2. Washington Post: It’s easy to wonder if Seth Greenberg is on the hot seat based on Virginia Tech’s recent love of the NIT-side of the NCAA Tournament bubble. But don’t forget that the year before Greenberg arrived in Blacksburg, Virginia Tech was 3-9 in the Big East, good enough for last place. He’s made the Hokies into a perennial 20-win team on the brink of its first NCAA Tournament in years. Also with the construction of a new state-of-the-art practice facility, I think Greenberg will continue to see recruiting success in southwest Virginia.
  3. USA Today: The Carrier Classic is back in the news, but this time with more philosophical questions. The game is on Veteran’s Day (this Friday), and will be played on the deck of the aircraft carrier which carried Osama Bin Laden’s body to its burial. Speaking with Islamic scholar Akbar Ahmed, Marlen Garcia cleared up any questions about insensitivity with regards to Islam. Luckily she doesn’t believe that there are any — which should allow fans to enjoy the game for what it is instead of worrying about its setting and any indirect political fallout. However, fans should worry about the weather… yes, even in San Diego.
  4. Orlando Sentinel: Florida State‘s record may be a perfect 2-0 after exhibition season, but Leonard Hamilton still has a lot of things he’d like to work on. Most notably, the turnover bug (nine in the second half of a dominating win over Georgia Southwestern) is still troubling the Seminoles, who finished ranked #311 out of 345 teams by Ken Pomeroy last season. The good news is that both Bernard James and Michael Snaer played very well, and the team’s smothering defense only allowed Georgia SW to make eleven shots from the field on four assists. There’s still definitely room for improvement, but I’m bullish (which is definitely the word of choice) on FSU coming into this year.
  5. Burlington Times News: If you can get past the terrible title pun, this article is actually informative. While initial reports had NC State’s lone senior CJ Williams out for a few weeks with a hairline fracture in his thumb, he was cleared by the doctors and suited up for the Wolfpack’s exhibition against Flagler. Williams went 2-3 from beyond the arc and dished out five dimes in an inconsistent NC State effort. The real offensive star of the game was sharp-shooter Scott Wood, who caught fire going 6-8 from downtown. NC State’s first game is at home against UNC Asheville.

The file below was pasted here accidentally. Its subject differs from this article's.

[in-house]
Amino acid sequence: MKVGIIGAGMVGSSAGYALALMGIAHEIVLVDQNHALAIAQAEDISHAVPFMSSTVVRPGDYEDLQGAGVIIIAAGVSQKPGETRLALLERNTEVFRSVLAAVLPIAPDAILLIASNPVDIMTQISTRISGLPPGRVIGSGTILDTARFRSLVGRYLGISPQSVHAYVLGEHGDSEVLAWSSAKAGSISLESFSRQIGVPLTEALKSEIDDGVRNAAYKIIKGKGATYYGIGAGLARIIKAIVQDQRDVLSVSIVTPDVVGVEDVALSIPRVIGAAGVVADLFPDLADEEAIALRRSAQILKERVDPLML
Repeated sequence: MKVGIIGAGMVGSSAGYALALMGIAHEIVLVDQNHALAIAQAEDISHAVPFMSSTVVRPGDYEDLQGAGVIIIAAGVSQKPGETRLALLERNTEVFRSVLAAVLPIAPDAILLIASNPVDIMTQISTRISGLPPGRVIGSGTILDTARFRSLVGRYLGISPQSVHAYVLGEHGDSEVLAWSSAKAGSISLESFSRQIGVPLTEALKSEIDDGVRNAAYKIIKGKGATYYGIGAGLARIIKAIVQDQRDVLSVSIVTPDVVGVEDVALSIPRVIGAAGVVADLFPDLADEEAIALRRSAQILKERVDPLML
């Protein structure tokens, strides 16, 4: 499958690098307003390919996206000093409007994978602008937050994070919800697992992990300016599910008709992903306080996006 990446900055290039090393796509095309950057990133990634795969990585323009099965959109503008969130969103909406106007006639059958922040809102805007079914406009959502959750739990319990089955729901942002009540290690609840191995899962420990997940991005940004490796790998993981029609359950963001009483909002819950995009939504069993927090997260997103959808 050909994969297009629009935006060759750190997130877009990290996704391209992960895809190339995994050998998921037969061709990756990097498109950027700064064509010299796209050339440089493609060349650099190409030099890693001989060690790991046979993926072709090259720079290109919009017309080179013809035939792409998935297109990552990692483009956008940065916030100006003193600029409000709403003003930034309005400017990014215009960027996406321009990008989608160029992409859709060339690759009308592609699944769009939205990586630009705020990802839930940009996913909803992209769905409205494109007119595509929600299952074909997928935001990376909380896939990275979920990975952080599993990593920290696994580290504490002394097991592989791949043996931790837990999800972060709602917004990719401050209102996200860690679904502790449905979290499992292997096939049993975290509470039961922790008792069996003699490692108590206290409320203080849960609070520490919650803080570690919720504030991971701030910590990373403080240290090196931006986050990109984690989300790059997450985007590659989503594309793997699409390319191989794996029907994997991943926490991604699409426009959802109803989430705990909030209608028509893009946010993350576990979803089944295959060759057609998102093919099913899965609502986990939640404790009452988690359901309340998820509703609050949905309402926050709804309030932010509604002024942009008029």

And finally, in memory of one of the greatest heavyweight boxers ever, check out Mark Kram’s 1975 piece on “The Thrilla in Manilla” between Muhammad Ali and the recently-departed Joe Frazier (you can also watch the fight below). Frazier was by all accounts one of the toughest fighters who ever lived. He was born in Beaufort, South Carolina, and spent his formative years working on a farm. His professional career was headlined by three fights against Muhammad Ali. Frazier died on Monday after battling liver cancer for the last few months of his life.

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ACC Morning Five: 11.07.11 Edition

Posted by mpatton on November 7th, 2011

  1. Fox Sports Carolinas: Fox Sports‘ Andrew Jones offers a throwback list of the top ten players “capable of significantly enhancing their team’s fortunes.” I only call the list throwback because Jones ignores the two extreme geographic points of the ACC (Boston College and Miami) when constructing his list. In general I agree with all of his selections, though I possibly would’ve substituted Miles Plumlee for Ryan Kelly based on recent reports. For Boston College, I would’ve chosen Danny Rubin (the most productive of the Eagles’ only three returning players), and I would choose sophomore Rion Brown for Miami.
  2. Boston Globe: Speaking of Boston College, Patrick Heckmann is hoping to make an impact on the Eagles this year, coming by way of Germany. This Globe piece gives a little insight into the recruiting world for international prospects, and Heckmann is a frosh out of Germany with a pretty unique story. He’s also a 6’6″ slasher who will get plenty of playing time for a young team. The story offers an especially interesting look at Heckmann’s decision in choosing Boston College over playing for a club team in Germany.
  3. Fayetteville Observer: Looking for more lists? Bret Strelow and Sammy Batten compiled a pretty interesting list of superlatives for ACC basketball that will definitelybe good for starting debates. Sure, Milton Jennings is a great breakout candidate and Staats Battle definitely has the coolest name in the conference, but is Andre Dawkins really the most underrated dunker? He dunks almost rarely, which makes each time feel special, but we need to see more frequency in order to garner a superlative. Also, I wonder why they chose to ask a freshman (Wake Forest’s Travis McKie) about the toughest arena. For the record he chose Clemson’s Littlejohn Coliseum, though this coming year will be McKie’s first trip to the unfriendly confines of Cameron Indoor Stadium.
  4. North Carolina and NBA legend James Worthy will be elected into the college hoops hall of fame alongside of Virginia’s Ralph Sampson. Worthy was the first overall pick of the 1982 NBA Draft, led the Tar Heels to Dean Smith’s first NCAA Championship that same year (scoring 28 points on 13-17 shooting in the championship game), and is already a member of the Naismith Memorial Basketball Hall of Fame.
  5. Searching For Billy Edelin and Fayetteville Observer: A couple of ACC previews and predictions with more “controversial” picks. For Nick Fasulo at Searching For Billy Edelin, the conference is down. Fasulo’s most interesting predictions come in his individual accolades, where he picked Jim Larranaga as Coach of the Year and Tyler Zeller as Player of the Year. Personally, I see Zeller as more of a complement (as he was at the end of last season), but “everything is in place for this guy. Assuming he stays healthy, there should be no […] unexpected things to limit his production,” Fasulo tweeted. The Fayetteville Observer‘s contrary nature shows up in its projected finish: Unlike the media, the newspaper projects Virginia to finish eighth in the conference (NIT-bound), while Miami takes the fourth place spot and earns an eight-seed in the NCAA Tournament.